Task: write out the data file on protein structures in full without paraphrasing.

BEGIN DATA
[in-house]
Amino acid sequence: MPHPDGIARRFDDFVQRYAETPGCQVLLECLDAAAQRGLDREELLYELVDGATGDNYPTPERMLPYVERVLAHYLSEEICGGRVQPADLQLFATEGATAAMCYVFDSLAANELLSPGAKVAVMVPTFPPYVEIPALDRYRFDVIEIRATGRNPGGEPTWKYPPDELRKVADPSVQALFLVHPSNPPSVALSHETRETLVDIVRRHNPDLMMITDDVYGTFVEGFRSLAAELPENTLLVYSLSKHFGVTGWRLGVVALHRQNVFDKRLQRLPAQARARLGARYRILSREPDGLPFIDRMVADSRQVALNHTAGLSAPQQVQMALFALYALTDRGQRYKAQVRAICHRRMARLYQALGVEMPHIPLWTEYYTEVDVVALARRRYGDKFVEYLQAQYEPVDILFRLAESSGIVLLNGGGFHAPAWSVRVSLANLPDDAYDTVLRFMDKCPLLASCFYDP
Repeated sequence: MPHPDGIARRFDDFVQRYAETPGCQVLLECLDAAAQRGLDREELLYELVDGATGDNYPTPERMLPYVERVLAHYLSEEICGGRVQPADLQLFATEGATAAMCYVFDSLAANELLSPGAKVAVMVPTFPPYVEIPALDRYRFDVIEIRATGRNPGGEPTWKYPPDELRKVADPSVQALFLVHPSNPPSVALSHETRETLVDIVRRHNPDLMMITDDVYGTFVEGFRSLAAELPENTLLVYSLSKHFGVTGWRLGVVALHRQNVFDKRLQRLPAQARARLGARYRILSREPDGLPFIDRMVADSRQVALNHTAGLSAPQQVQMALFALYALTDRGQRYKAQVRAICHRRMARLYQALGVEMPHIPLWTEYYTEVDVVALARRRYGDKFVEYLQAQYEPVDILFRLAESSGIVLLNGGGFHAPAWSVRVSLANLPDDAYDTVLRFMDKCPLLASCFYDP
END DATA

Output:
[in-house]
Amino acid sequence: MPHPDGIARRFDDFVQRYAETPGCQVLLECLDAAAQRGLDREELLYELVDGATGDNYPTPERMLPYVERVLAHYLSEEICGGRVQPADLQLFATEGATAAMCYVFDSLAANELLSPGAKVAVMVPTFPPYVEIPALDRYRFDVIEIRATGRNPGGEPTWKYPPDELRKVADPSVQALFLVHPSNPPSVALSHETRETLVDIVRRHNPDLMMITDDVYGTFVEGFRSLAAELPENTLLVYSLSKHFGVTGWRLGVVALHRQNVFDKRLQRLPAQARARLGARYRILSREPDGLPFIDRMVADSRQVALNHTAGLSAPQQVQMALFALYALTDRGQRYKAQVRAICHRRMARLYQALGVEMPHIPLWTEYYTEVDVVALARRRYGDKFVEYLQAQYEPVDILFRLAESSGIVLLNGGGFHAPAWSVRVSLANLPDDAYDTVLRFMDKCPLLASCFYDP
Repeated sequence: MPHPDGIARRFDDFVQRYAETPGCQVLLECLDAAAQRGLDREELLYELVDGATGDNYPTPERMLPYVERVLAHYLSEEICGGRVQPADLQLFATEGATAAMCYVFDSLAANELLSPGAKVAVMVPTFPPYVEIPALDRYRFDVIEIRATGRNPGGEPTWKYPPDELRKVADPSVQALFLVHPSNPPSVALSHETRETLVDIVRRHNPDLMMITDDVYGTFVEGFRSLAAELPENTLLVYSLSKHFGVTGWRLGVVALHRQNVFDKRLQRLPAQARARLGARYRILSREPDGLPFIDRMVADSRQVALNHTAGLSAPQQVQMALFALYALTDRGQRYKAQVRAICHRRMARLYQALGVEMPHIPLWTEYYTEVDVVALARRRYGDKFVEYLQAQYEPVDILFRLAESSGIVLLNGGGFHAPAWSVRVSLANLPDDAYDTVLRFMDKCPLLASCFYDP